Pictured: CulinArt’s ideal customer
In a new move meant to reward students using the block system, CulinArt at CMU is to begin giving out a complementary set of dentures with every meal. For those students somehow in full possession of their dental faculties, alternative prizes include old issues of National Geographic, copies of the 1962 Farmer’s Almanac, spare doilies, and beginner’s crochet kits.
“We’ve got all these students signing up for all these senior citizen eating times,” said an anonymous supervisor at Skibo Cafe. “I’m sure they’ll love these matching accessories.”
Many students surveyed by readme staff seem to agree, and can be seen out on campus decked out with these doddering decorations. Several environmental science majors have reported many enjoyable hours spent studying National Geographic. Both CFA majors and the English department have reported a high satisfaction with the crochet kits, citing “major increases in procrastination efficiency and productivity,” according to a Philosophy and Creative Writing major who wishes to stay anonymous to potential employers.
Senior members of the CMU academic community have applauded the venture. “Even though we don’t actually pay for or use blocks – because, I mean, who would?” said Seymour Citisen, associate professor of history. “But it’s nice to see that more students are being encouraged to follow an elderly lifestyle.” According to many older staff, eating after seven A.M. is far too late, and dinners after six are disruptive to the digestive system. “Early to bed and early to rise,” said Citisen. “You know the rest.”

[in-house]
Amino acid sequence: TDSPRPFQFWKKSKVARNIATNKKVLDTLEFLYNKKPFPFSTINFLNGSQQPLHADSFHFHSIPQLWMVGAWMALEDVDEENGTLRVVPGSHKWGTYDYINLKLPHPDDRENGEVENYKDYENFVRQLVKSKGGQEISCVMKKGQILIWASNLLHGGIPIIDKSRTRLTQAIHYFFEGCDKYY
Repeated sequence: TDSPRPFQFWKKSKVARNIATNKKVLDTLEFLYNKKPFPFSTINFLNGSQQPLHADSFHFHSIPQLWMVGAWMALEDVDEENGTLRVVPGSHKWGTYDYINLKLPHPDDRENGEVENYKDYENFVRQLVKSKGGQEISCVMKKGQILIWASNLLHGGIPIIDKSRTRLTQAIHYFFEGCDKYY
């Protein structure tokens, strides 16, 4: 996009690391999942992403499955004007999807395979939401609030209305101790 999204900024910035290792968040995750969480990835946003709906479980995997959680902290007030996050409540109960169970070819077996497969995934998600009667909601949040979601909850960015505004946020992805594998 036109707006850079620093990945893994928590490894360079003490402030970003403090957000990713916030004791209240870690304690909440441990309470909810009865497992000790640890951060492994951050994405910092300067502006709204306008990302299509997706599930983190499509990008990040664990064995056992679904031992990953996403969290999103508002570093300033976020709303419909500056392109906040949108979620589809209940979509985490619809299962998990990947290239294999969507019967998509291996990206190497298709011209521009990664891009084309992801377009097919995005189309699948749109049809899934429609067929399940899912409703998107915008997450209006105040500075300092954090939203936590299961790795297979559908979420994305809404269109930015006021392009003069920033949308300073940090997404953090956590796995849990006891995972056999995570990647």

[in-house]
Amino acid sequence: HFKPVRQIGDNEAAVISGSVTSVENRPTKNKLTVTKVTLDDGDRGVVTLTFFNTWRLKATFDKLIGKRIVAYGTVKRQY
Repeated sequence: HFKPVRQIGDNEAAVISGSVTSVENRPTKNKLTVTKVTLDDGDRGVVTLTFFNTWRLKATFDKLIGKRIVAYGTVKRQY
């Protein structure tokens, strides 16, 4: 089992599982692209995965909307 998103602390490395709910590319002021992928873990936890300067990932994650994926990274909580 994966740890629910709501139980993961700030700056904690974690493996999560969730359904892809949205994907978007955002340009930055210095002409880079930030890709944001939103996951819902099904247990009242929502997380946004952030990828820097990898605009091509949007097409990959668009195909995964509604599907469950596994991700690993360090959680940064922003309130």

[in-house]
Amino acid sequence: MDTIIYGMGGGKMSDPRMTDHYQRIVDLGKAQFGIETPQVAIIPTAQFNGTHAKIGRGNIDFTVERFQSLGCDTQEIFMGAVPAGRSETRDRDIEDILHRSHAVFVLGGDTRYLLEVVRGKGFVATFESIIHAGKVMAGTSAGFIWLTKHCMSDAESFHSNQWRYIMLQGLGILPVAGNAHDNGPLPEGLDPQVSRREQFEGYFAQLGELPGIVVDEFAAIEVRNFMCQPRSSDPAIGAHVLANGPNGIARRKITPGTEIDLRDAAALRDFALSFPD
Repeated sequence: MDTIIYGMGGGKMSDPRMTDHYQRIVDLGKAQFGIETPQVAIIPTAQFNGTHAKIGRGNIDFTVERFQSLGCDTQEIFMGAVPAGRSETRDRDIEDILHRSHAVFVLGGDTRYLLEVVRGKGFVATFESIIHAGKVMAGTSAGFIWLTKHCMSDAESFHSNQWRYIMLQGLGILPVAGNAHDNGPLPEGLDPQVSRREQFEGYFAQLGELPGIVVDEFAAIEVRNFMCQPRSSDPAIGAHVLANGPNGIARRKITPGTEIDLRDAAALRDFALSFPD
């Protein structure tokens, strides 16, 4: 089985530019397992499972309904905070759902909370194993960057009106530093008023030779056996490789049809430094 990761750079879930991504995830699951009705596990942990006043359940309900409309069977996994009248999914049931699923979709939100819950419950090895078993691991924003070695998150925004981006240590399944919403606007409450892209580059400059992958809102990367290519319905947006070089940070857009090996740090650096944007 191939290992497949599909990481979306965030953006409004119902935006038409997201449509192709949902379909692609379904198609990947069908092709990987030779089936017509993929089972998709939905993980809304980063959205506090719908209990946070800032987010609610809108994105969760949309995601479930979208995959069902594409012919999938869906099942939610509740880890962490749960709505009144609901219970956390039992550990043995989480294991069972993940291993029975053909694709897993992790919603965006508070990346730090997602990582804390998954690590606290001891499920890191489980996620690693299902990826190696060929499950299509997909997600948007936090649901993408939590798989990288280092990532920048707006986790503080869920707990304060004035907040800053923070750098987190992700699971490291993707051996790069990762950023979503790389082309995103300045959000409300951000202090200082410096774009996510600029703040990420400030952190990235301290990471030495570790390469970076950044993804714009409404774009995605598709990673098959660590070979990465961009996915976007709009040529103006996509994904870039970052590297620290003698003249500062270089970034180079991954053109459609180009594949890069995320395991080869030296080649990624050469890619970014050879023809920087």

CulinArt employees have also hinted at plans for different shapes, sizes, flavors and colors for distributed dentures, but no claims have yet been substantiated. Suggestions of replacing “lunch” blocks with “tea-time” and offering mushy potatoes-and-peas casserole at the Exchange in place of its normal menu have been met with widespread approval. CulinArt managers, however, have so far given no indication as to their next innovative ideas.
“We like to mix things up,” said the anonymous Skibo employee. “Keep things interesting, you know? But not too interesting.”
Some students do disagree with this plan, calling the distribution of dentures “insulting” and the meal scheduling times “ridiculous.”
“We already get up later, stay up later, stay up longer than older people,” said undeclared freshman Nue Too Schuel. “We need better dining hours. It’s ridiculous to expect us to have had a full dinner by 8 when we might just be getting out of class then. And what’s the point of giving these dentures out? Spend the money somewhere useful, like buying more cashiers at Resnik Servery.”
In response, Professor Citisen had this to say: “The problem isn’t the eating times. It’s that people are still using the dining plan at all. So suck it up, nerds.”